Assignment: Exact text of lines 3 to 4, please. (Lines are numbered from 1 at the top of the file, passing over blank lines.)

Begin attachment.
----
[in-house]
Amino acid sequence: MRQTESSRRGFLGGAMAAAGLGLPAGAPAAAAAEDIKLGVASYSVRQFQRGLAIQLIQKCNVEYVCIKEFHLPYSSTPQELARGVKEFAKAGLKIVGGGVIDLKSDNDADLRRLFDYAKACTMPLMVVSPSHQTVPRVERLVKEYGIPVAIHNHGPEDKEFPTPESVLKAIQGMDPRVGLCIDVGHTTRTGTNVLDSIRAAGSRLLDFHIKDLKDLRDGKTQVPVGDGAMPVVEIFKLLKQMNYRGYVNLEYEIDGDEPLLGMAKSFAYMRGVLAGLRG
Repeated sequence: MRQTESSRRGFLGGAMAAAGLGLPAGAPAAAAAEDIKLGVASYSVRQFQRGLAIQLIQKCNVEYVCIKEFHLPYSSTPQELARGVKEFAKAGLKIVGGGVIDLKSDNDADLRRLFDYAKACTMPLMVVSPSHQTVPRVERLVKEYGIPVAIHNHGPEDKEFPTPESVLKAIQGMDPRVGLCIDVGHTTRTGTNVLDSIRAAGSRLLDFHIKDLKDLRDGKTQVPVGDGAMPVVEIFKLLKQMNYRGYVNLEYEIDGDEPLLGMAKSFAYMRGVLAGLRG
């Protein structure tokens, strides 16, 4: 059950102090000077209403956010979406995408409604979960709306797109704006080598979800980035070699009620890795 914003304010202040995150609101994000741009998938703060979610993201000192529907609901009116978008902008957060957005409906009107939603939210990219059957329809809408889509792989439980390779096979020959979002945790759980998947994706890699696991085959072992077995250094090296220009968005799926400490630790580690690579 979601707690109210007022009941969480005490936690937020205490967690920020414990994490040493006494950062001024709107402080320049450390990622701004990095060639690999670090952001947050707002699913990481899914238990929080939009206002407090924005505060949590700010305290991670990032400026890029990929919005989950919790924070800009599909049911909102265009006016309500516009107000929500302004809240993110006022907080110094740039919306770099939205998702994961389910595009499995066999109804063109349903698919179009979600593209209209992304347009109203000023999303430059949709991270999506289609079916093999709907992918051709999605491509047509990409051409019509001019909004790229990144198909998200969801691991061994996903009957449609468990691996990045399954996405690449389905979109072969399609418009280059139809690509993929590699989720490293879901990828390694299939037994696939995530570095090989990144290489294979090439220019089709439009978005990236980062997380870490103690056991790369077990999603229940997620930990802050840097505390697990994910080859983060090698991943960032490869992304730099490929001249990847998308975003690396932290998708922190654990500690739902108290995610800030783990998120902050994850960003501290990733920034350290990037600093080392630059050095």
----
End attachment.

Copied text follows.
Repeated sequence: MRQTESSRRGFLGGAMAAAGLGLPAGAPAAAAAEDIKLGVASYSVRQFQRGLAIQLIQKCNVEYVCIKEFHLPYSSTPQELARGVKEFAKAGLKIVGGGVIDLKSDNDADLRRLFDYAKACTMPLMVVSPSHQTVPRVERLVKEYGIPVAIHNHGPEDKEFPTPESVLKAIQGMDPRVGLCIDVGHTTRTGTNVLDSIRAAGSRLLDFHIKDLKDLRDGKTQVPVGDGAMPVVEIFKLLKQMNYRGYVNLEYEIDGDEPLLGMAKSFAYMRGVLAGLRG
């Protein structure tokens, strides 16, 4: 059950102090000077209403956010979406995408409604979960709306797109704006080598979800980035070699009620890795 914003304010202040995150609101994000741009998938703060979610993201000192529907609901009116978008902008957060957005409906009107939603939210990219059957329809809408889509792989439980390779096979020959979002945790759980998947994706890699696991085959072992077995250094090296220009968005799926400490630790580690690579 979601707690109210007022009941969480005490936690937020205490967690920020414990994490040493006494950062001024709107402080320049450390990622701004990095060639690999670090952001947050707002699913990481899914238990929080939009206002407090924005505060949590700010305290991670990032400026890029990929919005989950919790924070800009599909049911909102265009006016309500516009107000929500302004809240993110006022907080110094740039919306770099939205998702994961389910595009499995066999109804063109349903698919179009979600593209209209992304347009109203000023999303430059949709991270999506289609079916093999709907992918051709999605491509047509990409051409019509001019909004790229990144198909998200969801691991061994996903009957449609468990691996990045399954996405690449389905979109072969399609418009280059139809690509993929590699989720490293879901990828390694299939037994696939995530570095090989990144290489294979090439220019089709439009978005990236980062997380870490103690056991790369077990999603229940997620930990802050840097505390697990994910080859983060090698991943960032490869992304730099490929001249990847998308975003690396932290998708922190654990500690739902108290995610800030783990998120902050994850960003501290990733920034350290990037600093080392630059050095």